Rooting for Antiheroes

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  • #31
    Re: Rooting for Antiheroes

    Originally posted by SundownInRetreat View Post
    Ass mentioned before, the difference between him and my protags is vast - and this is what my OP is about. It's clear why we root for John but not the others. For a start we didn't see John Wick at his worst, and even then he probably only killed 'other' bad guys. To top it off, his innocent puppy got killed so the revenge angle is understandable.

    But what I'm trying to figure out is why we stick with - even root for - any of them past the first 10-20 pages? Though they come up against badder guys, why do we stick with them before they do this considering the things they do? And why do we care after they butt heads with the antags? None of these guys are in the same position as John. He's introduced as wanting a quiet life and reasonable. These other guys, though, are nasty pieces of work and we see them in their element.

    Imagine these specs were written by amateurs - what would make a script consultant/reader/exec/producer feel hooked rather than offended? What would make them stick with these guys (and the scrips) rather than offer big notes about them crossing the line and being too unlikeable and/or simply just too bad with no redeeming qualities? Why would they (and why did they) avoid the requirement to show a Save the Cat moment or mitigate their criminal exploits by having their manslaughter be in self-defence and their bank robbery because they desperately needed funding for their dying sister?
    I'll admit that 1. I have not read the JW script. 2. I do not know the full behind the scenes story of how the script ended up being made. I know that Kolstad had written two scripts that Dolph Lundgren starred in prior to John Wick getting made.

    The logline might not have intrigued many producers, I mean what's the hook? The only real hook is he is seeking revenge for his dog being killed. It would seem from the movie that the script had enough merits so that Keanu would agree to do it.

    Independent of that, it's comes down to what's on the page. If a writer creates a compelling antihero character who propels a story that readers can't put down, that writer most likely will get a pass for not having a Save The Cat scene, or for breaking other "rules." It's what's on the page.

    I have seen the first JW numerous times as it appeals to the pulp fiction section in my soul. As it was in a genre that I was not into as far as writing, I did not read the script. But I am interested.
    #writinginaStarbucks #re-thinkingmyexistence #notanotherweaklogline #thinkingwhatwouldWilldo

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    • #32
      Re: Rooting for Antiheroes

      Originally posted by SundownInRetreat View Post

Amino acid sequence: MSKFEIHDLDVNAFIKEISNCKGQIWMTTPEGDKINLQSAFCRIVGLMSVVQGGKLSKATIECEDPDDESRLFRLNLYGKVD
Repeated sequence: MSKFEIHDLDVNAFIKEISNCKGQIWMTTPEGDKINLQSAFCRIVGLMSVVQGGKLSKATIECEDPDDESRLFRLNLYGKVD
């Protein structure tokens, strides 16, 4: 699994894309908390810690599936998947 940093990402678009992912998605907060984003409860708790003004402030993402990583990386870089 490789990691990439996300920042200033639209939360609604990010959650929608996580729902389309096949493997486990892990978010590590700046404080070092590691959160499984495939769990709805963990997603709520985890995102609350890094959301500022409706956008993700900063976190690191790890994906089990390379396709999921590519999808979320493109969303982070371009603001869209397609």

So my question is why did people roll enough with this script to get it made? Why wasn't there balking after page 10 - with readers and prodcos thinking 'holy hell, this guy is a real piece of work - this can't be filmed as he'll alienate the audience'? Ditto the protags from the other films I mentioned an discussed in great detail in my previous posts.

      I link this to feedback I had from one of my scripts about a low-level conman who's in debt to a violent mobster and has just two options: be killed or kill someone and get paid enough to pay off the mob boss and start his life anew. My protag is a teddy bear compared to the antiheroes of the 4 films that this thread is about and is backed into a corner regarding the murderous offer. Now even though this script got a lot of attention and interest, the one recurring note is that regardless of his quandry, rootability (and thus project viability) goes out of the window the moment he agrees to kill. Even those who had no issue with his decision said it would be an issue in trying to get the script greenlit even by prodcos who like noir and crime.

      So my petty criminal, who doesn't want to kill anyone but is backed into a corner, antihero is 'too much' - that agreeing to kill someone is a step too far - yet the protags of the other 4 films, who are far worse, who repeatedly show how odious they are, who agree to murder just because they can, who blithely ignore gang rape even though they could end it in a heartbeat, who have no redeeming features and lie and con everyone including their friends, are fine? If my reluctant killer can lead people to say 'hell, no' once page 17 shows his grudging agreeing to kill in order to save his own life, then why didn't the 4 films I mentioned generate the same response - both from prodcos and the audience?

      So my question is why do these antiheroes - who have no redeeming features, who do things that should alienate even their core audience - avoid the note of 'I was with him until X but that was just too much and I didn't care after that'.
      “quandary” typo (just in case; FYI)

      Ah. At last, you phrase your question to get at the heart of what’s eating at you.

      Have you considered the era of the films you’ve cited? Payback (1999). Escape from New York (1981). U-Turn (1997). Strange Days (1995). These are old movies by modern film standards, even though they’re good films. Not all were moneymakers, but they still have a following because they’re good stories.

      There were a lot of great films made through the ’80s and ’90s. It’s one of my favorite eras of cinema. I often wonder why no one takes risks the way the studios used to do; they might be pleasantly surprised.

      Since then, though, there has been a great deal of social and political awareness, which is reflected in filmmaking as social and political correctness imbued in films. That goes for the selection of scripts as well.